Be wary of barristas, especially in airy little cafés in quiet back-streets. They feed you your coffee, they bring you your cake and cookies – in return, you ignore them and any of their own dreams. While you’re unwinding with the brew, relaxing or kvetching, gossiping or confessing, they’re stuck there with the crunch of the grinder, at a loose end. On quiet days, you’re probably the entertainment. If they happen to be writers of some kind, one day one of your stories might come bubbling back up.
As it happens, two members of StillWife still put in time as coffee-shucking barristas back in the band’s Melbourne hometown. Have any washed-up conversations washed up into their songs? I’m just saying. Or is it the coffee talking?…
There’s little that’s caffeinated about StillWife’s debut EP. Apart from those moments when one of the guitarists drives in a power-chord, a pointed solo or a burst of white noise (generally with the reluctance of a man drilling a necessary hole in the porch) it’s primarily about detailed acoustic fingerpicking and sleepy man-and-woman harmonies. There’s a soft, dusty touch of country music here. There’s something of Grandpappy in those guileless dollops of antique synth tone, like bubbles in the sun. There’s a little of Low in the semi-hush, as if they’d recorded it all on a distant Australian veranda. The drums are played by someone who’s so good, so subtle and egoless, he becomes the invisible springs that hold in place the band’s buoyant way with disillusionment.
Of the two primary singers, Dylan has the stoic country clarity of a youthful Willie Nelson while Moat’s she-panther tones capture the langourous, wounded and incurably passionate feel of both Stevie Nicks and Briana Corrigan. As for the songs, they’re about awkwardnesses and aches rather than grand passions. Their stock-in-trade is the ambiguities you don’t grow out of; the kind that make you mumble (as StillWife do in Olympia) “I know it’s wrong but I can’t bring myself to say I’m sorry. / You’re all I want, but I can’t say that I’m not feeling worried.” Both Moat and Dylan sound as if they’re in love with the slow, subtly adult pains that they sing about. Each of their voices comes twined around with the murmuring sounds of various bandmates singing along: as close as lovers, and sounding like straying echoes.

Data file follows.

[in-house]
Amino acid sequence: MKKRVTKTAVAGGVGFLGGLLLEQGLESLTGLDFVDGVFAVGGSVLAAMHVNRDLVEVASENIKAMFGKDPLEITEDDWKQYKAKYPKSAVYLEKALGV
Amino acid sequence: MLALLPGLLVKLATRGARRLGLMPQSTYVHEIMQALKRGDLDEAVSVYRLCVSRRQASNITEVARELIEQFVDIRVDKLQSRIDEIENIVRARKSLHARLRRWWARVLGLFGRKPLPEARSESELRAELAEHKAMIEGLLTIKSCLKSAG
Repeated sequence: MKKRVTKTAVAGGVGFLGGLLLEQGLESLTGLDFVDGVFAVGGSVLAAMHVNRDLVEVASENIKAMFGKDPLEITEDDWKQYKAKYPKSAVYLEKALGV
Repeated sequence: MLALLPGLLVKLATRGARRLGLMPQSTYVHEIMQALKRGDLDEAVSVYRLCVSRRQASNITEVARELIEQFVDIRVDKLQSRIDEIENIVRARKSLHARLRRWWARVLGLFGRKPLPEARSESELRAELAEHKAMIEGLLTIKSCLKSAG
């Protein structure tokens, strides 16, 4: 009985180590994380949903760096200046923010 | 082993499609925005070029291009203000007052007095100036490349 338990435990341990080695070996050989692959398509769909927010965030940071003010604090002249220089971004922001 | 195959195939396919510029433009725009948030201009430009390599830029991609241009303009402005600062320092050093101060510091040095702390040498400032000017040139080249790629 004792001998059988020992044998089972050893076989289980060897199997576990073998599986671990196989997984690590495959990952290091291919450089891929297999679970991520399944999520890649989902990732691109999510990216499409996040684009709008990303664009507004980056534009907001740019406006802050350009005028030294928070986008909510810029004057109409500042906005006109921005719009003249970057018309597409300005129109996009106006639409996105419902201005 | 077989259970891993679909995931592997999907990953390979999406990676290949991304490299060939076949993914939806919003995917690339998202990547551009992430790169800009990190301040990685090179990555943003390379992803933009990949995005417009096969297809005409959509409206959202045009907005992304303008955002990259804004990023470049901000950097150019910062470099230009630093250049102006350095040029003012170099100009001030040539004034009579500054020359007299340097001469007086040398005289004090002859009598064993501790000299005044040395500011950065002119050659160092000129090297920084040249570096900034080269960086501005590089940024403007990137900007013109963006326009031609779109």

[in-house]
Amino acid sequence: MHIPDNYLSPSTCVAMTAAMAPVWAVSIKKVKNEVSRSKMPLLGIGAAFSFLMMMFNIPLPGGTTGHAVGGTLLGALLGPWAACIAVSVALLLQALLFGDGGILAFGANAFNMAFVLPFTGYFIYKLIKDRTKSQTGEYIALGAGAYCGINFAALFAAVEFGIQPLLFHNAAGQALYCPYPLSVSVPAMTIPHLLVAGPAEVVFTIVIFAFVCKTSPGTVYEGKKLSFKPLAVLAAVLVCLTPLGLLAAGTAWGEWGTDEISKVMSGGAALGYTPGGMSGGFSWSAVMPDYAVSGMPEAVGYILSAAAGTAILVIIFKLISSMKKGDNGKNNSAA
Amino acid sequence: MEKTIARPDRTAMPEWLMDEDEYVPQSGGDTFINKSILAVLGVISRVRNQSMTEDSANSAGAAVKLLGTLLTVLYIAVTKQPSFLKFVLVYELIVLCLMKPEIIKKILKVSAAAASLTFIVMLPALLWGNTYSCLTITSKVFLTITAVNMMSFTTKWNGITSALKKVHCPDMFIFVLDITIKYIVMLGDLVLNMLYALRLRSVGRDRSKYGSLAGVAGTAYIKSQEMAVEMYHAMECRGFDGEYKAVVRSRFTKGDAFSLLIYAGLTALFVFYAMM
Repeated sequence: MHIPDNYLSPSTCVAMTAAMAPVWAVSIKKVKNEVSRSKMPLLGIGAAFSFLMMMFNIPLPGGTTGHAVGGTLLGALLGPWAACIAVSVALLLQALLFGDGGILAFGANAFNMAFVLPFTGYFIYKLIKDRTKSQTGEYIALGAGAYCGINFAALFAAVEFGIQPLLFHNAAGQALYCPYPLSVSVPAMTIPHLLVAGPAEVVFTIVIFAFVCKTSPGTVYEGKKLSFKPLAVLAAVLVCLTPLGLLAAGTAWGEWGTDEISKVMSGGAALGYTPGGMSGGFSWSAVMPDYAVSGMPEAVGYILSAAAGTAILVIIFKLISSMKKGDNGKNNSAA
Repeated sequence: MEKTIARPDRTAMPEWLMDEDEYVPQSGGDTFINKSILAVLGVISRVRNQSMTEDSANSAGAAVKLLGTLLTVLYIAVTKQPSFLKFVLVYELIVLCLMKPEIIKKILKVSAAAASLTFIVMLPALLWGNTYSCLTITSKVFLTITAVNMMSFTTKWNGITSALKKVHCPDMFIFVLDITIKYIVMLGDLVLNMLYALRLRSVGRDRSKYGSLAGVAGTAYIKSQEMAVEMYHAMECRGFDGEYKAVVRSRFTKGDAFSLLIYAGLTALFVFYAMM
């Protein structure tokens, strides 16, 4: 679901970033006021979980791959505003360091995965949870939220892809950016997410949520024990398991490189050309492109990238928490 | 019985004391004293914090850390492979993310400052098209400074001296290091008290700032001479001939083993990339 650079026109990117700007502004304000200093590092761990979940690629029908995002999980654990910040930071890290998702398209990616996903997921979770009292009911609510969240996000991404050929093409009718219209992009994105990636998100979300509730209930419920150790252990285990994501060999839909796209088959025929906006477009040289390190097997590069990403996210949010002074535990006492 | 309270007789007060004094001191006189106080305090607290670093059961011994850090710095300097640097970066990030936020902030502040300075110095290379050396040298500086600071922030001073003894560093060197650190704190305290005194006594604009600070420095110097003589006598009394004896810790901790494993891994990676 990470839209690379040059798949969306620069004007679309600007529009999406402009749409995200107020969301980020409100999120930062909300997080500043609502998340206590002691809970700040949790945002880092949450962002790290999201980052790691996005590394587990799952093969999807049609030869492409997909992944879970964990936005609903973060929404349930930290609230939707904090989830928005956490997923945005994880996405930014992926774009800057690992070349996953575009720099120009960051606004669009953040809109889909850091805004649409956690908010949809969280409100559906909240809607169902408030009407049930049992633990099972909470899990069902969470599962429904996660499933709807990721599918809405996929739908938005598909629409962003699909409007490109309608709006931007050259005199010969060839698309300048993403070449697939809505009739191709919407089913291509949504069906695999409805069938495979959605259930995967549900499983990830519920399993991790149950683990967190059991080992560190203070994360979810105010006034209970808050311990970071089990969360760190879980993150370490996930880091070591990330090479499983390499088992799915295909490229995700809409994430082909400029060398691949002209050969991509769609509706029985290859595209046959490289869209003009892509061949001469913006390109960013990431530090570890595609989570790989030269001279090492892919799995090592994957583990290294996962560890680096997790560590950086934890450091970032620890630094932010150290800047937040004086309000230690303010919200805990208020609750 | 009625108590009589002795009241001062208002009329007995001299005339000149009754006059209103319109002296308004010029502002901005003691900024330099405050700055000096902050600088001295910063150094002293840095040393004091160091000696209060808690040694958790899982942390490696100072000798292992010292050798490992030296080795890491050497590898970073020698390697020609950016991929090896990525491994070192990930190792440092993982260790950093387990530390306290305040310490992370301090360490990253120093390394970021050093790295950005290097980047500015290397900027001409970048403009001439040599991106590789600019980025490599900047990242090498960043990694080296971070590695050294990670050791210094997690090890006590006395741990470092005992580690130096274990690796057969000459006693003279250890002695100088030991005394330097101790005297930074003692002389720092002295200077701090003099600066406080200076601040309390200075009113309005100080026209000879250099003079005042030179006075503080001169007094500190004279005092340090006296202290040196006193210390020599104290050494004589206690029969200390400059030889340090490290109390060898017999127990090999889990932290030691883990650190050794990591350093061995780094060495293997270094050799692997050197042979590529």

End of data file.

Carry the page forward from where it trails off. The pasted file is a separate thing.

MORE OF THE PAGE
The EP’s centrepiece, Out To Sea, begins life as a duet of unraveling and entwining love and goes somewhere more apocalyptic. Moat sings cryptically about fire, about names and letting go, while from the second verse, Dylan’s muttering a grim counterpoint – “searching for the meaning in closing fires – / I’m calling on awful writers – / I’m taking pleasure in my own undoing.” As the song winds on, Moat launches meaningful non-sequiturs to wash up on the beach (“The youngest child, it don’t feel right, / it never will – he’s lost his light,”) while Dylan circles in despair (“and there is no me and there is no you; / and if there is no us, then there is no love; / and if there is no love then there’s nothing that’s true.”) The longer it continues, the more hallucinatory it becomes: even as they sing of separation, the two singers drift closer together. By the end, they’re not so much duetting as singing different parts of the same mind, chanting out “it’s in the way that winter’s coming around; / it’s in the snow-like stain, blood on the ground; / it’s in the wave descending, pulling me out to sea…”